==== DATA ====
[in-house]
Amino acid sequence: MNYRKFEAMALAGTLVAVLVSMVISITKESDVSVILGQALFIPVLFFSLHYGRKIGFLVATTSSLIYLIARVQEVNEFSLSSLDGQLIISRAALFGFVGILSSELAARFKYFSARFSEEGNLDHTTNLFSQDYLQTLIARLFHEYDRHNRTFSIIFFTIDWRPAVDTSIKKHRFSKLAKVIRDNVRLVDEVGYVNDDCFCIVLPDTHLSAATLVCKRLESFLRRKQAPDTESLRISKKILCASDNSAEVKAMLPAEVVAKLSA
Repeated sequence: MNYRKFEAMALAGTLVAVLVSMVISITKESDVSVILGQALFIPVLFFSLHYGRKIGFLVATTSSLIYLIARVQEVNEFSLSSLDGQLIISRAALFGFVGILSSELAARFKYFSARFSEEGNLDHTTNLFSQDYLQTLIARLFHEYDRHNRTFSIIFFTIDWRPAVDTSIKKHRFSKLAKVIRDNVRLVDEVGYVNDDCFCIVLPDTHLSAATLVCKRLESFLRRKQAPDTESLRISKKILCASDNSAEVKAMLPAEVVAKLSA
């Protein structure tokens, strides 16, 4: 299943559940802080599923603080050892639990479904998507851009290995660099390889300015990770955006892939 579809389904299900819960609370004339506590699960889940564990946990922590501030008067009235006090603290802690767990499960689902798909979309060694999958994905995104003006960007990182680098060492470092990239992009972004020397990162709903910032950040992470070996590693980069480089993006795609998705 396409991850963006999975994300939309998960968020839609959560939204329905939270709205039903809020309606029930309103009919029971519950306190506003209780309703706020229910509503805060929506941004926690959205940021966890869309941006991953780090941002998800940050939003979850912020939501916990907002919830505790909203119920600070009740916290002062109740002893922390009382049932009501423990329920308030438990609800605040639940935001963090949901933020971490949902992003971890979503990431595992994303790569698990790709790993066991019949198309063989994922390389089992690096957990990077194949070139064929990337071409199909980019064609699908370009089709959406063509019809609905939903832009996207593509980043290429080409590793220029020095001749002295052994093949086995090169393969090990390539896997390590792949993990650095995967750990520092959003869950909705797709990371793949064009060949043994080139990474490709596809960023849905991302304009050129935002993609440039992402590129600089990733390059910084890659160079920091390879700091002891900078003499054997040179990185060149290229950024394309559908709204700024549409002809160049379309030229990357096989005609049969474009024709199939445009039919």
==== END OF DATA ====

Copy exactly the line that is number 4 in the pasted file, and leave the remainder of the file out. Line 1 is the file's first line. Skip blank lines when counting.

């Protein structure tokens, strides 16, 4: 299943559940802080599923603080050892639990479904998507851009290995660099390889300015990770955006892939 579809389904299900819960609370004339506590699960889940564990946990922590501030008067009235006090603290802690767990499960689902798909979309060694999958994905995104003006960007990182680098060492470092990239992009972004020397990162709903910032950040992470070996590693980069480089993006795609998705 396409991850963006999975994300939309998960968020839609959560939204329905939270709205039903809020309606029930309103009919029971519950306190506003209780309703706020229910509503805060929506941004926690959205940021966890869309941006991953780090941002998800940050939003979850912020939501916990907002919830505790909203119920600070009740916290002062109740002893922390009382049932009501423990329920308030438990609800605040639940935001963090949901933020971490949902992003971890979503990431595992994303790569698990790709790993066991019949198309063989994922390389089992690096957990990077194949070139064929990337071409199909980019064609699908370009089709959406063509019809609905939903832009996207593509980043290429080409590793220029020095001749002295052994093949086995090169393969090990390539896997390590792949993990650095995967750990520092959003869950909705797709990371793949064009060949043994080139990474490709596809960023849905991302304009050129935002993609440039992402590129600089990733390059910084890659160079920091390879700091002891900078003499054997040179990185060149290229950024394309559908709204700024549409002809160049379309030229990357096989005609049969474009024709199939445009039919």